Another big player in the art pottery arena is the AAPA and it too hosts its own annual show in late April/early May. It takes place in Philadelphia. If you’re an AAPA member, you’ll enjoy a discount on your tickets and like the Zanesville festival, there are auctions and seminars by some of the nation’s leading art pottery experts. Any new book releases in the arena usually means an opportunity for you to get your copy autographed by the author, whoever it might be. Also, a bus tour is available and highly recommended, especially if you’ve never toured the Trenton City Museum within the Ellarslie Mansion.

Bay Area Pottery Show

This annual event occurs in February in San Jose, California. This is a good choice because of the versatility of the pottery. From Van Briggle to Brush McCoy, you’re sure to find your favorite pottery while discovering a new favorite in the process. Take advantage of the many lectures and talks that are part of the offering, too.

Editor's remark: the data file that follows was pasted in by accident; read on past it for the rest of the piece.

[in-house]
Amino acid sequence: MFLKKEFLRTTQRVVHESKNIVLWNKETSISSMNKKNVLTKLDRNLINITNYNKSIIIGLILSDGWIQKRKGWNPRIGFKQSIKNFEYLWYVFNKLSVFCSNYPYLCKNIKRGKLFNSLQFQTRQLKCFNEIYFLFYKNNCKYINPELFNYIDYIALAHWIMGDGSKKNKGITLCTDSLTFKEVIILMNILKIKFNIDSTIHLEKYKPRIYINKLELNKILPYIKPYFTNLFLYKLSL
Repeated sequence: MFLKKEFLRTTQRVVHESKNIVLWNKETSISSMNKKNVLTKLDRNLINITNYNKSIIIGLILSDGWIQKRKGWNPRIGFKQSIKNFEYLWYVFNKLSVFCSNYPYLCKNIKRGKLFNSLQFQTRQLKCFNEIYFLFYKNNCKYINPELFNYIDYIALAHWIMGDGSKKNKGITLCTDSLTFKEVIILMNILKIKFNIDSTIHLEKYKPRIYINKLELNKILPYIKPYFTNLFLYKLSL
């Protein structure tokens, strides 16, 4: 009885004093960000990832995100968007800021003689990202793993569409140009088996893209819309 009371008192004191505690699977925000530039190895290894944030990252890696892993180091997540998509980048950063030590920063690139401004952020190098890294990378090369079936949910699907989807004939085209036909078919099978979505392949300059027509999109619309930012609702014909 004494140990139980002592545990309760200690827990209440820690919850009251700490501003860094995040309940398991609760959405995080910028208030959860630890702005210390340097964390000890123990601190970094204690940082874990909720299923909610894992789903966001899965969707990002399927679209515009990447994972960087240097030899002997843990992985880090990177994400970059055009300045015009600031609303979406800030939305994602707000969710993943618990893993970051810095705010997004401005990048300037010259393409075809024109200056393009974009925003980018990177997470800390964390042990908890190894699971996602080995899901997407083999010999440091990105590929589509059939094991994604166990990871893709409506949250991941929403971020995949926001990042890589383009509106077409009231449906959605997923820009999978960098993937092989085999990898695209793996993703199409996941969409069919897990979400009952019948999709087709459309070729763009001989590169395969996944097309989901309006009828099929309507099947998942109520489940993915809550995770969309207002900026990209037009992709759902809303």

These are just a few of the many events and again, a quick search will reveal those in your region of the country. The benefits are many and these shows are always an easy way to strengthen your network while meeting new people in the process.

Newcomb Pottery Collection for Sale at Auction

Just Art Pottery Auctions is pleased to have the opportunity to sell a nice five piece collection of Newcomb College pottery that is fresh to the market from an estate collection from

Newcomb Collection for Sale at Auction

Louisiana.  The collection includes three nice vases, a low bowl and a decorative creamer.   The Newcomb pieces are being offered for auction in the sale ending March 6, 2011.  Online bidding is currently available through as well as

All five pieces are in mint condition without damage or repair and are being sold with no reserve.   The collection offers examples from three of Newcomb’s more recognized decorators including Sadie Irvine, Anna Frances Simpson, and Henrietta Bailey.